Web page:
Ratings Recap: Grain, Chartis (Europe), Boubyan Takaful

December 6, 2012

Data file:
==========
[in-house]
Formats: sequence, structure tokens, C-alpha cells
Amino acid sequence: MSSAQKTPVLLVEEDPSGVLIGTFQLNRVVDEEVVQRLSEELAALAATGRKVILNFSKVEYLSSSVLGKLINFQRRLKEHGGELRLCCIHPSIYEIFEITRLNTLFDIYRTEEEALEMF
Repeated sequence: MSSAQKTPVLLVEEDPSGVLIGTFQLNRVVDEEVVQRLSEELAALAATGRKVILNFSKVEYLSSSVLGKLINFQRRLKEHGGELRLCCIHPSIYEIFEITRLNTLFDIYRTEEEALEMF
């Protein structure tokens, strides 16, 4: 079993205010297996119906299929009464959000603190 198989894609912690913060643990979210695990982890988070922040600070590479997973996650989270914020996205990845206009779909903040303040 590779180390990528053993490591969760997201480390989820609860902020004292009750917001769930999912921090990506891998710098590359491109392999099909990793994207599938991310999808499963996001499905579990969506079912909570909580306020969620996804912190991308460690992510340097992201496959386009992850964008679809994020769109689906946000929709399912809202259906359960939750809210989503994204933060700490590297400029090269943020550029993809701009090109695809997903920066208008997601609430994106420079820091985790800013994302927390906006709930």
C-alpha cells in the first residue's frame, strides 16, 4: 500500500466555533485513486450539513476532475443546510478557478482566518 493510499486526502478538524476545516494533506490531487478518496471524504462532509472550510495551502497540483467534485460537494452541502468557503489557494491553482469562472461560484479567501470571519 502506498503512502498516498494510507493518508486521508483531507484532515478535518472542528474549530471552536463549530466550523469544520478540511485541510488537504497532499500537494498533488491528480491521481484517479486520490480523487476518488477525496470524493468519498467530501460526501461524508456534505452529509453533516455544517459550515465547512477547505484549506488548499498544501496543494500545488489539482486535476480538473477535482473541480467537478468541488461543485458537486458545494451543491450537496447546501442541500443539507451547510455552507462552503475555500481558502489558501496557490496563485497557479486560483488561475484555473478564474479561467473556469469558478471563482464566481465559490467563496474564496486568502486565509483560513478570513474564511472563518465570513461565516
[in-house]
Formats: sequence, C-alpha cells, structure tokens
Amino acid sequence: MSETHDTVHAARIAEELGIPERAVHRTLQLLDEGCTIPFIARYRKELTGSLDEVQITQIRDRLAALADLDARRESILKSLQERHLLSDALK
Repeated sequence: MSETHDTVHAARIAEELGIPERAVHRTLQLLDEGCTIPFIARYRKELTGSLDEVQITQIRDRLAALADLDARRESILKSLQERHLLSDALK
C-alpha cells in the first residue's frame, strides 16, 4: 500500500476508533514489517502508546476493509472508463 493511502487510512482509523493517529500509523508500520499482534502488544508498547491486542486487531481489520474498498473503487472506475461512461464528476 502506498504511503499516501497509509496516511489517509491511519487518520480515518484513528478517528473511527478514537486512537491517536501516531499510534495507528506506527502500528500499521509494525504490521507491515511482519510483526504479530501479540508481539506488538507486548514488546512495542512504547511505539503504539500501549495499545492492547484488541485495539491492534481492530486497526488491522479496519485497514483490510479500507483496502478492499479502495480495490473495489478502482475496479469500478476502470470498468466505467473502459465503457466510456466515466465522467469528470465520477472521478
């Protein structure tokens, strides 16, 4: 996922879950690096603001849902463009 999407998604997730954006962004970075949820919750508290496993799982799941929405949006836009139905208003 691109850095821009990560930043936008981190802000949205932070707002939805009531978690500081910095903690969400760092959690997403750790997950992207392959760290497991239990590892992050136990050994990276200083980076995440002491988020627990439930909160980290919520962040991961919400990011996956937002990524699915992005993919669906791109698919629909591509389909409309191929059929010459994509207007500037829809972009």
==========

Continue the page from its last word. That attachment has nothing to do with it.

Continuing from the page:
A.M. Best Co. has affirmed the financial strength rating of ‘A’ (Excellent) and issuer credit rating of “a” of Grain Insurance and Guarantee Company, which is domiciled in Manitoba, Canada, and has revised its outlook on both ratings to negative from stable. Best said the rating affirmations “are supported by Grain’s consistently solid operating performance, favorable reserve development, on both an accident and calendar year basis, its long-standing market presence, historically steady investment stream and seasoned management team.” As partial offsetting factors and “as a reflection of the current outlook,” Best cited “the recent drop in Grain’s surplus, the continued competitive pricing pressures throughout Canada, particularly in commercial lines, affecting rate adequacy in the market, as well as the company’s susceptibility to catastrophic events in the territories in which it writes.” Best added that Grain’s management “continues to monitor and improve performance, underwriting guidelines and rate adequacy. Indications are favorable as the company’s book of business provides balance with steady performance in several key financial measures, including operating earnings, net investment income and reserve development. The management team continues to demonstrate its ability to effectively operate through various insurance cycles and a rapidly changing investment market.” However, Best also noted that Grain “does maintain high investment leverage, as its equity holdings represent approximately 50 percent of invested assets and 90 percent of surplus. The recent market value downturn in the portfolio led to an 8 percent drop in surplus in 2011. While values surged back somewhat in 2009 after the prior year’s downturn, the current equity market has not rebounded as quickly from the 2011 result. This situation was further exacerbated by an 11 percent drop in surplus caused by a material adjustment in Grain’s capitalization due to the recent accounting change affecting the valuation of pension assets. As a result of these circumstances, surplus fell by over 20 percent and underwriting leverage rose by a third. While year-end 2012 projections indicate a roughly 50 percent recoupment of the 2011 surplus shortfall, the current improved rate taking environment will hold net underwriting leverage, as well as other leverage measures at 2011 levels. This, in concert with other capital adequacy measures, alludes to a continued weakened capital position out into the midterm. Any additional capital deterioration could lead to further negative rating movement in the near to midterm. Management remains confident, however, in Grain’s ability to regain its surplus organically over time supported by its historically excellent operating position.”